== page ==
World Slavery: The Haitian Revolution and the Rise of American Music, with musician Ray Kamalay

In celebration of Hispanic Heritage Month!

A Discussion & Musical Performance with Ray Kamalay

In conjunction with 2011 Hispanic Heritage Month programs, Providence Public Library welcomes celebrated Detroit musician Ray Kamalay on Saturday, October 8 for a special discussion and musical performance entitled World Slavery: The Haitian Revolution and the Rise of American Music. The program will be held from 2 to 3:30 pm in the Library’s Barnard Room (3rd Floor), 150 Empire Street, Providence.

Ray Kamalay, a long-time professional musician who contributes performances of the various genres, will trace the development of slavery from ancient times to its links with American society and into the early jazz age, putting American music in the perspective of world history. 

His discussion will include freedom, ancient and modern slavery, the Haitian Revolution, the origin of blackface, spirituals, blues, minstrel shows, ragtime and jazz. He will punctuate his talk with musical performance on varied instruments.

Kamalay is a Detroit native, with a degree in philosophy from the University of Detroit. He has been a professional musician since 1974 and has performed at some of the most prestigious venues including the Edinburgh Festival, Interlochen, Winnipeg, Mariposa and the Philadelphia Folk Festival.  In 1997, his work with Howard and Ralphe Armstrong was nominated for the W. C. Handy Award.  For more info about Ray: .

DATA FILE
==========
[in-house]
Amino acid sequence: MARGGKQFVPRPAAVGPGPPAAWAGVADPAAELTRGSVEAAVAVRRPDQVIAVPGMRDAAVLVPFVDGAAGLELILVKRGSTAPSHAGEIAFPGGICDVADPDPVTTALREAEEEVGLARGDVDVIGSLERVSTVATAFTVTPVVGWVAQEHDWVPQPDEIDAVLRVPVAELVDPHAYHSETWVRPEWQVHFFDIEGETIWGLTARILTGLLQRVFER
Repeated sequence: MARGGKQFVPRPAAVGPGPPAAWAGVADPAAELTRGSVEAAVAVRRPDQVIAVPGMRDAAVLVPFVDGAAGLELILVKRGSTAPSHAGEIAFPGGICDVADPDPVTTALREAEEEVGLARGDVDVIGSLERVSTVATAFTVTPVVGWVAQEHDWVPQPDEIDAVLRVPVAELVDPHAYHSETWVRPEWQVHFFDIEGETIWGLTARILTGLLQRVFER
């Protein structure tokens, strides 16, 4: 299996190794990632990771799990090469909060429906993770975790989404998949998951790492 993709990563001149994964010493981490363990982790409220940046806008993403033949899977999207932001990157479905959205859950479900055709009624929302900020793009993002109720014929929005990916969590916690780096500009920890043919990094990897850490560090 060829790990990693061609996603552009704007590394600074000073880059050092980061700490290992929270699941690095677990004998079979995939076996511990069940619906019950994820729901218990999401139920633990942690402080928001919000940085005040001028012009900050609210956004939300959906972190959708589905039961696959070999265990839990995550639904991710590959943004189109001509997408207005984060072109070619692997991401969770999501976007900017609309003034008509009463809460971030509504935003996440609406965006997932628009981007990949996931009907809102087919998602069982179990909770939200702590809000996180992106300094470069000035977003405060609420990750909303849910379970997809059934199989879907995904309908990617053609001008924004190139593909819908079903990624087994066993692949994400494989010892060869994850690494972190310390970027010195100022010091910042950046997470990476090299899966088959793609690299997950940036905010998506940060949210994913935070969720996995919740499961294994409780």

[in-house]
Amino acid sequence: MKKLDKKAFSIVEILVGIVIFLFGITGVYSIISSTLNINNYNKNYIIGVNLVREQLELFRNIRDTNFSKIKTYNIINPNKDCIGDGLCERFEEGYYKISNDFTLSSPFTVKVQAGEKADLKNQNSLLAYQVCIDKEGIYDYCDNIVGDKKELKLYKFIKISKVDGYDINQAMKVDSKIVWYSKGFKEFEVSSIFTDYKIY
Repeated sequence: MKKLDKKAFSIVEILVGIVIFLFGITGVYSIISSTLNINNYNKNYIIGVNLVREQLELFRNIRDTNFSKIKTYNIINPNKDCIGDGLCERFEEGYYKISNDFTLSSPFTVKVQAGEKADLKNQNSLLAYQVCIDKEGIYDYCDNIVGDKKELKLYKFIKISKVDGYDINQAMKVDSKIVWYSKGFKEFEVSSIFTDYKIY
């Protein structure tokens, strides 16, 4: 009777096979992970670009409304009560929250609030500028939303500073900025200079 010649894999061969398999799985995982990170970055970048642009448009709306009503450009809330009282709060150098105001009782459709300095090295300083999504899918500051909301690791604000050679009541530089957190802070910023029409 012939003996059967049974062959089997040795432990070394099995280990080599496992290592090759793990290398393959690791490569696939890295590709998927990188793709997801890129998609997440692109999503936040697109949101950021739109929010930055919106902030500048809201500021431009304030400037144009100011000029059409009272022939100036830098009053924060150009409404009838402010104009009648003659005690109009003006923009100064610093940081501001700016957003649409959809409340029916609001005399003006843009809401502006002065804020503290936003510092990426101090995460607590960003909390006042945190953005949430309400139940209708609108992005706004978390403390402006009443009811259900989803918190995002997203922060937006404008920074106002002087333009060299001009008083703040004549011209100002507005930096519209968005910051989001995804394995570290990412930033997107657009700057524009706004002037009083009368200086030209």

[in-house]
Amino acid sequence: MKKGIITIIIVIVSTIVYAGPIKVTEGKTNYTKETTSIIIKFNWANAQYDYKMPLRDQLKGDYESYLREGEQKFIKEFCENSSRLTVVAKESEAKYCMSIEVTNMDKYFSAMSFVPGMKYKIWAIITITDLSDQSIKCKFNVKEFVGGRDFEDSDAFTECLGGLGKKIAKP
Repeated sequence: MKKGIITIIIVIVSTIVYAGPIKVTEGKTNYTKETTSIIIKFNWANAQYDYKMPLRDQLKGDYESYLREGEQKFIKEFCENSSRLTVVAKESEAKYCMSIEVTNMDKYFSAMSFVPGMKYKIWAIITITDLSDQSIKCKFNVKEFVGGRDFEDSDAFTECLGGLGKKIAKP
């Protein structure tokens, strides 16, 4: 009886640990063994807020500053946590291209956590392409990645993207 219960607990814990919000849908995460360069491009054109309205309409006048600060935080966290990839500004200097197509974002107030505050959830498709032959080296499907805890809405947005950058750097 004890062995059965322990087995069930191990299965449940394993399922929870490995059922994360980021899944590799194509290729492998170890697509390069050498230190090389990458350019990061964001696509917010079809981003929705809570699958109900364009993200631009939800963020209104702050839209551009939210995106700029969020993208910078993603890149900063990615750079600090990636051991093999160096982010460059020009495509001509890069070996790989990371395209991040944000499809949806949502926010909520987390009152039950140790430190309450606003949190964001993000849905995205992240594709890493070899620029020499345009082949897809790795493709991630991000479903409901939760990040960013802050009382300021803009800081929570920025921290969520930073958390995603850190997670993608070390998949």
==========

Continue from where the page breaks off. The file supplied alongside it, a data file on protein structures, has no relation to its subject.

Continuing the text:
“…You enthralled everyone with your description of the history of slavery in the world and especially in the New World…interspersed with the music of slavery….The audience was spellbound and fascinated by your delivery, without notes, of this important subject…We have  seldom experienced such an engaging evening on a subject many find troublesome.” — Stan Ransom, Plattsburgh Public Library

“Ray is at the top of Michigan’s list of artists.” — Bruce Bauman, Wheatland Music Organization

“… Kamalay really shines when he combines the discussion of the evolution of American music with the performance of examples of African spirituals, ragtime music and early jazz. He is a gifted performer and the audience was left with a desire to hear more.  Kamalay’s material was thought-provoking; his musical performance was first rate…” — Elizabeth Donovan, North Kingstown Free Library